In the home’s original condition, it was immediately apparent that this Wellfleet residence was a product of the 1970s. Windows were tiny, and there were few of them; the first floor walls were made of poured concrete and the exterior was clad with T 1-11 siding, an inexpensive and unattractive plywood paneling. Built on a slab, the house had structural issues, virtually no storage capacity and the HVAC system was hugely inefficient. “There was nothing architecturally compelling about the house,” says Cambridge-based architect, Frank Shirley. In fact, the homeowners who’d used the place as a summer residence for 20 years actually referred to it as “unprepossessing.”

Photography by Randy O'Rourke Builder: Frank Shirley

Photography by: Randy O’Rourke
Builder: Frank Shirley

While the house had suited them for two decades, the homeowners were ready for a change and they contracted Shirley to make the house more comfortable and aesthetically pleasing with updated mechanical systems. While an almost complete overhaul was in order, the homeowners wanted to conserve costs and save as much of the original structure as possible. The house was a modest 1,900-square-feet and while the expansive wooded lot could accommodate a much larger structure, the homeowners were content to keep the square footage the same. “The house was small, and it stayed small. It was a refreshing change to work in a tight footprint,” says Shirley.

Since the home was severely lacking in character, Shirley sought to give it an architectural presence. “We weren’t trying to create a ‘look at me, hear me roar’ type of house, we wanted the building to remain humble with a quiet sense of grace.” The homeowners had indicated that they found Cape Cod’s historic architecture appealing so Shirley incorporated elements from 19th century vernacular into the design of the new façade, which is now clad with white cedar shingles and abundant neatly trimmed windows.

Among the top priorities was to bring more natural light in to the home. The tranquility of the setting was lost because the windows were very small and oddly shaped—some were even located above eye level. “We weren’t shy with the use of new windows, we made them as large as we could,” says Shirley. Though installing the windows was not without its challenges, says Rich Bryant of North Eastham’s Cape Associates, the building firm that worked on the renovation. Since the base of the first floor walls was clad with concrete and covered with plywood on the interior, it was necessary to saw through the concrete to make way for the window openings. “It was a long process,” says Bryant. “And one of many instances throughout the project when we scratched our heads wondering why we were going to such great lengths to save the structure.”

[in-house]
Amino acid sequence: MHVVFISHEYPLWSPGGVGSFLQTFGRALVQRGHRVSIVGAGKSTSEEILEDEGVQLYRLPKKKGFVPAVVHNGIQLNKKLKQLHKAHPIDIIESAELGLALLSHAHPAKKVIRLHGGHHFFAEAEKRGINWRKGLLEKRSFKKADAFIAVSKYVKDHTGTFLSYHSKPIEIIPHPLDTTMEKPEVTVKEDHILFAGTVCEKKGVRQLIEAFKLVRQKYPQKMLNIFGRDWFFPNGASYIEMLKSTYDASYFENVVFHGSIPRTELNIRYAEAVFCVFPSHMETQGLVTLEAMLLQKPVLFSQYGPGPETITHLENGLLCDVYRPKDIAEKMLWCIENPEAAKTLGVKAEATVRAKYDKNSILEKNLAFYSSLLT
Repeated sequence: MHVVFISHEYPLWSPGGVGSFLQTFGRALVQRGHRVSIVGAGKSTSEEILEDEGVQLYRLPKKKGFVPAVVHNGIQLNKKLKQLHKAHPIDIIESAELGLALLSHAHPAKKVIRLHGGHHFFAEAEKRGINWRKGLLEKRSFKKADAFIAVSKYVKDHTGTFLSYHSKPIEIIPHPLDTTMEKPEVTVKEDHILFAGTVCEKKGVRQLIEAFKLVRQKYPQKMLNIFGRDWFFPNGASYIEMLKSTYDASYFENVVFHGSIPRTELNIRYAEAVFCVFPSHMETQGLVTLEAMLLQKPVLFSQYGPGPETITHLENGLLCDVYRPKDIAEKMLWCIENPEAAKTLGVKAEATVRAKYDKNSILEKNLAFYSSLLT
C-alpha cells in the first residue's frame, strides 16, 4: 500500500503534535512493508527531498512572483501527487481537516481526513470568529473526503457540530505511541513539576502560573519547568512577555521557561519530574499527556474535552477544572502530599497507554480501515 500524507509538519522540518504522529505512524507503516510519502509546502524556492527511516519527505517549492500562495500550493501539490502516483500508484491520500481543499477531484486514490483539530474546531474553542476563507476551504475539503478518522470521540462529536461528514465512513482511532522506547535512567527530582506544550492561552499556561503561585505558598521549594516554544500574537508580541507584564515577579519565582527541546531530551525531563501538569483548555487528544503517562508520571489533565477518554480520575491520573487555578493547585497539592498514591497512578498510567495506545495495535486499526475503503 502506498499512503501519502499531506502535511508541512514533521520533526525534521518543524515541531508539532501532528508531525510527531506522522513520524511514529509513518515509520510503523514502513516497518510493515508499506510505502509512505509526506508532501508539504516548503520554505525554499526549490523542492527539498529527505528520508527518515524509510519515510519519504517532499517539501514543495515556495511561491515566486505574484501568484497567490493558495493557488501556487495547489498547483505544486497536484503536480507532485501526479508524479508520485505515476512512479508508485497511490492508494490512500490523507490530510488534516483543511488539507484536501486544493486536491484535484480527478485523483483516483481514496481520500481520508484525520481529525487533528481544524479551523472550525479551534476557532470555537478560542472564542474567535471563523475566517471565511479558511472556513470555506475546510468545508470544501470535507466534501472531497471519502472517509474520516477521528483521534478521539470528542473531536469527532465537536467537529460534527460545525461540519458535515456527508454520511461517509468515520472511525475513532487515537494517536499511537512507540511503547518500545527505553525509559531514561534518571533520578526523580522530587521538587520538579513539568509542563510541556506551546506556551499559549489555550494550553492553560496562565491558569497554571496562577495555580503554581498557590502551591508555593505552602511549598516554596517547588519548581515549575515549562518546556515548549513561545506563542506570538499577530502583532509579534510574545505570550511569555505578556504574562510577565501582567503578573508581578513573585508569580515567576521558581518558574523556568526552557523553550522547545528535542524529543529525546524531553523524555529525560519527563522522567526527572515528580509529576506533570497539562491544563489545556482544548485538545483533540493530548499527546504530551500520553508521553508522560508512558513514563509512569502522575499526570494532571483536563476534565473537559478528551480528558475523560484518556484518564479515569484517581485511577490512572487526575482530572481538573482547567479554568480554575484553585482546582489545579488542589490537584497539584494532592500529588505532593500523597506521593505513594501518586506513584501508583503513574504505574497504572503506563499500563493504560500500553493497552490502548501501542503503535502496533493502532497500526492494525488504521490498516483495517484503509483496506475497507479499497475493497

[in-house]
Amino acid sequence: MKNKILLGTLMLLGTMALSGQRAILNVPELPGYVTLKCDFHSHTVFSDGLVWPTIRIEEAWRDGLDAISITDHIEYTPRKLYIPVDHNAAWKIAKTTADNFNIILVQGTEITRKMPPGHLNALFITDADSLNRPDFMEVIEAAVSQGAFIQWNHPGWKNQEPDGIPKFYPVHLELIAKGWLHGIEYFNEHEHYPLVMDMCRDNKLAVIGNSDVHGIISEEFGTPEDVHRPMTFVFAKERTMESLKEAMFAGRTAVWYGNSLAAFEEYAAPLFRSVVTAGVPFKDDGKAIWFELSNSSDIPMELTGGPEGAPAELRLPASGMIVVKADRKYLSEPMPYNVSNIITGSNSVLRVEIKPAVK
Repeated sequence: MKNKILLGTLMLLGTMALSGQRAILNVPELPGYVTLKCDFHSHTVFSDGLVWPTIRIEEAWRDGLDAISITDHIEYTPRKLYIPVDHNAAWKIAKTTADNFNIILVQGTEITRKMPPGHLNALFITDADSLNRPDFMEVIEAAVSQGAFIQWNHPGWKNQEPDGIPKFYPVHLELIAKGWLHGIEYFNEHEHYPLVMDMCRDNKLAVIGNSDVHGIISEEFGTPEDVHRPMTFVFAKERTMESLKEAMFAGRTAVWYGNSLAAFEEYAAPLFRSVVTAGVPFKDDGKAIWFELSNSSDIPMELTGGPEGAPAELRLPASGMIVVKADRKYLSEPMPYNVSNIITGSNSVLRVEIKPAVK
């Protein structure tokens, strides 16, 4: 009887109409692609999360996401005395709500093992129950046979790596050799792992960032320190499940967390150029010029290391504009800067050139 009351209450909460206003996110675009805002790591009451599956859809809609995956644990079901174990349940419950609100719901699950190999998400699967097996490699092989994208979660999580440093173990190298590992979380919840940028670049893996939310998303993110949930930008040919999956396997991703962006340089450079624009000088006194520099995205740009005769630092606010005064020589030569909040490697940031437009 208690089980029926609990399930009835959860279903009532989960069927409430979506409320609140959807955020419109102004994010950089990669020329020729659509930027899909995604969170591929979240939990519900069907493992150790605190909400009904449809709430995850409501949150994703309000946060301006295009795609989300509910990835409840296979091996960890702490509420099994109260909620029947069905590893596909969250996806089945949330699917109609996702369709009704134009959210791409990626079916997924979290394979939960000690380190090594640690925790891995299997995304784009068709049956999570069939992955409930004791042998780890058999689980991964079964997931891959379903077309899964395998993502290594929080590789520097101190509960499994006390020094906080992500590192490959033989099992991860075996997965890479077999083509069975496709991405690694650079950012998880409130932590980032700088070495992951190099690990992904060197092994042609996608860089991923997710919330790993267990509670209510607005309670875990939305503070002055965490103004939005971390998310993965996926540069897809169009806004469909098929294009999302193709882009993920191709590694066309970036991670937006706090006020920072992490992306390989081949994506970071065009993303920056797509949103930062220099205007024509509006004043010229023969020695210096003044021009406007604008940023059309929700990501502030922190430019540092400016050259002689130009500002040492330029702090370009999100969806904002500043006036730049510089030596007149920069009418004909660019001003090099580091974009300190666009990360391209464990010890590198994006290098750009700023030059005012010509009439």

To create a tight building envelope, updated HVAC equipment was installed along with uber-efficient spray foam insulation. Inside the house, new heart pine floors were installed throughout. “We brought color, moldings and wainscoting in to give more depth and a sense of richness,” says Shirley. The four small bedrooms on the first floor were reconfigured into three and since storage was lacking, a small room was created for the purpose. The dilapidated second story deck was reconstructed and full-height skirting was put underneath as another storage enclave, accessible by barn doors. Upstairs, the living room became a much more enjoyable area, thanks to all those new windows. Two bedrooms were combined to create a spacious master bedroom and bathroom, with a luxurious two-person soaking tub.

The kitchen was the one space in the house that was left untouched. “All of the items in the cabinets actually stayed in place throughout the project,” says Bryant. “The kitchen is dated, but still functional. The homeowners went into the project with the idea that if it’s not totally broken then why fix it, which is pretty impressive.”

Shirley agrees.  “Ninety-nine times out of a 100 this house would have been a teardown. But it was saved, which is wonderful. It shows that it’s possible to take a small house of no particular character and completely transform it.”